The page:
Leibnitz’s attempts to create a vacuum using explosions led his assistant Denis Papin to invent the first atmospheric steam engine. As an aside it should be noted that Papin worked on and improved Boyle’s vacuum pump. Papin’s steam engine never got beyond the model stage but in 1712 Thomas Newcomen either stole Papin’s idea or reinvented the atmospheric steam engine; it is not known whether he knew of Papin’s work or not. Newcomen’s engine was famously inefficient and it was first the Scottish engineer and inventor James Watt who succeeded in making the steam engine a viable proposition.

Now Watt’s work was not something that happened overnight but was a long and weary process that took many years and a great deal of financial investment. Although he was a successful instrument maker Watt could not produce the type of finance necessary to see his steam engine project to fruition so he needed a powerful financial backer. He found the support he needed in the person of the industrialist and member of the Lunar Society, a group dedicated to scientific research, Matthew Boulton. Now we have to ask why was Boulton prepared to invest vast amounts of money to allow Watt to perfect his steam engine? Boulton needed a more efficient source of power to pump the water out of his tin mines in Cornwall, which takes us back down that mineshaft.

Anybody doing contextual history will, no matter what the starting point of his or her investigations, eventually run up against one or other field of human endeavour about which he or she is more or less ignorant. When this happens our intrepid historian has one of two choices he or she can either stop his or her investigations at that point and not answer the obvious questions that have popped up or he or she can buckle down and acquire a working knowledge of a new field thus increasing his or hers status as a polymath.

 

 

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13 Comments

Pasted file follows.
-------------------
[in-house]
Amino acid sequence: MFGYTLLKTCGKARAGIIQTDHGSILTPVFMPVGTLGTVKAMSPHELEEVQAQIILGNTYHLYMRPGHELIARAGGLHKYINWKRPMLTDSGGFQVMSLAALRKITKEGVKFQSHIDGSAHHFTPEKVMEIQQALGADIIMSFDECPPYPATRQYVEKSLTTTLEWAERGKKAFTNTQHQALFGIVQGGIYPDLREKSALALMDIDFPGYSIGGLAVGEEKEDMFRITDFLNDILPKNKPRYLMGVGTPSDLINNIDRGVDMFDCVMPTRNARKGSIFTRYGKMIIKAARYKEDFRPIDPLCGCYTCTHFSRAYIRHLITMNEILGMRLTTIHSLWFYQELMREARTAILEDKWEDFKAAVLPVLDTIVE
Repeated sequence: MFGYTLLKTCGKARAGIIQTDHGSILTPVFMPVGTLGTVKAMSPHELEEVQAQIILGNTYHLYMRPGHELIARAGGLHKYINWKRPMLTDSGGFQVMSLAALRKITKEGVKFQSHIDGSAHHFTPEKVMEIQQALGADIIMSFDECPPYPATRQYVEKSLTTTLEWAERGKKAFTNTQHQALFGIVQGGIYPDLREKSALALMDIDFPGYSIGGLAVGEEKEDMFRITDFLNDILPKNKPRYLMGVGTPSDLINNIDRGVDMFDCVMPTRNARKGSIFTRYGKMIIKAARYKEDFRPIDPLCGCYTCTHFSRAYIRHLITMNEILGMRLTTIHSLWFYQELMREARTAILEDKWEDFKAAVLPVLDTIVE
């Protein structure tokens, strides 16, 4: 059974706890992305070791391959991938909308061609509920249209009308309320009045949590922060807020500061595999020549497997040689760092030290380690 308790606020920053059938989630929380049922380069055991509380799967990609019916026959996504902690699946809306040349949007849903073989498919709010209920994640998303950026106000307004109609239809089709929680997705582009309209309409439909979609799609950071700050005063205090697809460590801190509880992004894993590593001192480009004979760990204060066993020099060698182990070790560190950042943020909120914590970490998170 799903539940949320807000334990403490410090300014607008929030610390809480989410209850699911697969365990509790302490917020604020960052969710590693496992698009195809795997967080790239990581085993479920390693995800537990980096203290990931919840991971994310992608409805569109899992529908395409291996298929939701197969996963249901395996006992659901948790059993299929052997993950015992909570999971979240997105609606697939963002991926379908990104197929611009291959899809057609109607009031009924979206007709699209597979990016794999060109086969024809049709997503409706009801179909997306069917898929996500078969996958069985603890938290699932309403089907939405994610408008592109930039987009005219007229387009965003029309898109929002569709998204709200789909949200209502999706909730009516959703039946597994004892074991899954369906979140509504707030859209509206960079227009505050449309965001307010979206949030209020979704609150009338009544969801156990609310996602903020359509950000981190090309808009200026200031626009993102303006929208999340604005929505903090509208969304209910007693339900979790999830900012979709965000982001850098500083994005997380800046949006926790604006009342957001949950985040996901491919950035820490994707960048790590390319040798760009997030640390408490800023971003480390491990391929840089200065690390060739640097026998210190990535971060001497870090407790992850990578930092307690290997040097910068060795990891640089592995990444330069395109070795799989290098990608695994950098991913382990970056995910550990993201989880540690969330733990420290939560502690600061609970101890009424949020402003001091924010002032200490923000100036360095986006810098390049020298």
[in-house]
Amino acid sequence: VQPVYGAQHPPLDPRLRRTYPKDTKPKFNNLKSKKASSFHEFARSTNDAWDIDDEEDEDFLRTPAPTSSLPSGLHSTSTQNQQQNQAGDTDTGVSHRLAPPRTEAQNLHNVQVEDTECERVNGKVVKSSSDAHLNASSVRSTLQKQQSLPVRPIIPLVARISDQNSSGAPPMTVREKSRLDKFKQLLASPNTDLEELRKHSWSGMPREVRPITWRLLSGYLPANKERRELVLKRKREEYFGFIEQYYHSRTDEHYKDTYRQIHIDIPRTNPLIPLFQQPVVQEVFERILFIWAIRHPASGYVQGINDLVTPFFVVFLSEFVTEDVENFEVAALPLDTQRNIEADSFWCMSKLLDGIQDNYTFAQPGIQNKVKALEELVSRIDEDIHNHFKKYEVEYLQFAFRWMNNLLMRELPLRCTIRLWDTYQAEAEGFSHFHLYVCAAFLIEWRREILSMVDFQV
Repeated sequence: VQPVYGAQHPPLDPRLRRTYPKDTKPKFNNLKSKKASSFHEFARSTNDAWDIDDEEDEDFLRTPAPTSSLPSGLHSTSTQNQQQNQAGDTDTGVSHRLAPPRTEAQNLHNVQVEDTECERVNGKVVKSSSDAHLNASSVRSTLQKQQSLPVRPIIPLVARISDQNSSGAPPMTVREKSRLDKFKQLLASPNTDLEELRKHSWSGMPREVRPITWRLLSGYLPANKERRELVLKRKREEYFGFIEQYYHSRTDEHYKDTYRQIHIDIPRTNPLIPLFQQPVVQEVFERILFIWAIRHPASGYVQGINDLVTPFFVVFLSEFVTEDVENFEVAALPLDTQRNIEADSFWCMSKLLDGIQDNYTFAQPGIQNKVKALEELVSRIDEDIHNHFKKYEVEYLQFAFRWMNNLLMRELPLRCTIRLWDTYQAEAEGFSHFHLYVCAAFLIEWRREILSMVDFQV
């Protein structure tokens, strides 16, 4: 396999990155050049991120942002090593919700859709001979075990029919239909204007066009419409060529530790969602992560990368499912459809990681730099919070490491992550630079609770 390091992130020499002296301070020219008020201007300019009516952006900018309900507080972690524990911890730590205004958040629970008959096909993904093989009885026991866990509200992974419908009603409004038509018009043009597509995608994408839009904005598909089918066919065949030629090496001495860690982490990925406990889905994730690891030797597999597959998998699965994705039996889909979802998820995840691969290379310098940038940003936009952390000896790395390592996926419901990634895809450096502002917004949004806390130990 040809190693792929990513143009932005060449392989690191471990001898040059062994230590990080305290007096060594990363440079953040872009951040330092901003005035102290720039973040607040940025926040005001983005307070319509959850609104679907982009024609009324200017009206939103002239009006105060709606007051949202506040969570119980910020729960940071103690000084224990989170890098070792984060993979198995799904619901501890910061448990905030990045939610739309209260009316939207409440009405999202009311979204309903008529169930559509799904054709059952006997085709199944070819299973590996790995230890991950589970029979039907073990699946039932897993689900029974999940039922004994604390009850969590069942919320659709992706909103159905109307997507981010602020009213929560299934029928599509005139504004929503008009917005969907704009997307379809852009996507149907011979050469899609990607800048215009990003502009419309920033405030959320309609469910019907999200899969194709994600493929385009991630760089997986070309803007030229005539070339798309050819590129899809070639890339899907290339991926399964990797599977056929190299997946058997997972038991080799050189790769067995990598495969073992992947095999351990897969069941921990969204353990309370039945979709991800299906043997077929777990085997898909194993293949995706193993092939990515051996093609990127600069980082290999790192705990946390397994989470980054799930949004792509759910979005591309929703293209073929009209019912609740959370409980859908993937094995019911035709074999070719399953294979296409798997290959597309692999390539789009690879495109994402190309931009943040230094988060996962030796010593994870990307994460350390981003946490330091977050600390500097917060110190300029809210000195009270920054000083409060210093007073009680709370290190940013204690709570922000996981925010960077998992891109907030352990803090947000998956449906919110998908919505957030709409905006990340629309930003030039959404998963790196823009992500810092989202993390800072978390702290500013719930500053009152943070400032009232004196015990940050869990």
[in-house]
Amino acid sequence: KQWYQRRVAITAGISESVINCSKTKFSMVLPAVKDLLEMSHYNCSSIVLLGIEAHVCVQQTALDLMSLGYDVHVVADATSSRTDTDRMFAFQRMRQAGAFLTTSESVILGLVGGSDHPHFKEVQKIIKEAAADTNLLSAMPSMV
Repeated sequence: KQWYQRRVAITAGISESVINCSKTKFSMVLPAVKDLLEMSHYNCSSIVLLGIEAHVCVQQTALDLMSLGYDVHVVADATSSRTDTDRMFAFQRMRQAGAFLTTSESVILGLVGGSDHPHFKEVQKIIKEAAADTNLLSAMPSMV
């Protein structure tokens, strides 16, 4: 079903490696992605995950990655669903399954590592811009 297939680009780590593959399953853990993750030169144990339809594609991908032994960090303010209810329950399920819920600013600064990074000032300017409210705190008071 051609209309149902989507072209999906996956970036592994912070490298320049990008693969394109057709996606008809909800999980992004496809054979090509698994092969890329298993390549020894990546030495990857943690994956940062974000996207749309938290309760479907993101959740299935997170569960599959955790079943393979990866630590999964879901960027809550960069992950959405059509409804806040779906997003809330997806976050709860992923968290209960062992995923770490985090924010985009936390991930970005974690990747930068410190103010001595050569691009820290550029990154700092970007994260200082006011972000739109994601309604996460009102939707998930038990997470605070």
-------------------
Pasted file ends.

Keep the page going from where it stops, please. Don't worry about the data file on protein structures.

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13 responses to “Down a mineshaft or why historians (must) become polymaths.

  1. Someone once asked me what people needed to know in order to do history of philosophy; I replied, “Everything. That’s why it’s always a work in progress.” Trying to figure out what was going on in a dispute in epistemology leads to an academic controversy in Edinburgh which leads to trying to figure out what professors of medicine were expected to teach which (when brought back to the original topic) leads to the interaction between physicians and ministers in Scotland which leads to ecclesiastical politics in the Church of Scotland which leads to an earlier dispute in epistemology that (it turns out) everyone knew about but rarely did more than allude to… And then, of course, sometimes you’ll be looking into a question that’s apparently completely different and realize that you had misunderstood something that had come up previously, and then you’re off again.

  2. As I prepare to write a historical essay I descend into a colloidal state, reading widely around the edges of whatever my topic is. I’m writing now about “space weather” and its journey from ho-hum science to something that worries FEMA and electronics users. So I have read about shortwave radio in the 1930s, the FCC, spy satellites, cell phones, and plasma physics. The connection to mining came ca. 1948 with Runcorn, Blackett, and magnetometers down a British mine shaft. I hope to crystallize soon.

  3. This is part of what I love about the history of science — it just keeps opening up new things I didn’t realize were linked — but also what scares me away from the field. I realize I’d let myself get caught in an ever-widening circle of context-searching.

  4. Jeb

    History, “its character, and the probable mode of its continuance in depth”

    I used a technique from the start of my studies that came from Stuart Piggot, that he termed grazing.

    When entering the library at Edinburgh (size of four football pitches) go to the section you need get the suggested books then just wander around randomly into other subject areas see what comes up.

    Hours and hours of endless fun.

  5. Pingback: Weekly List Bookmarks (weekly) | Eccentric Eclectica @ ToddSuomela.com

  6. ErikC

    Reblogged this on Erik Champion and commented:
    My thoughts, yes..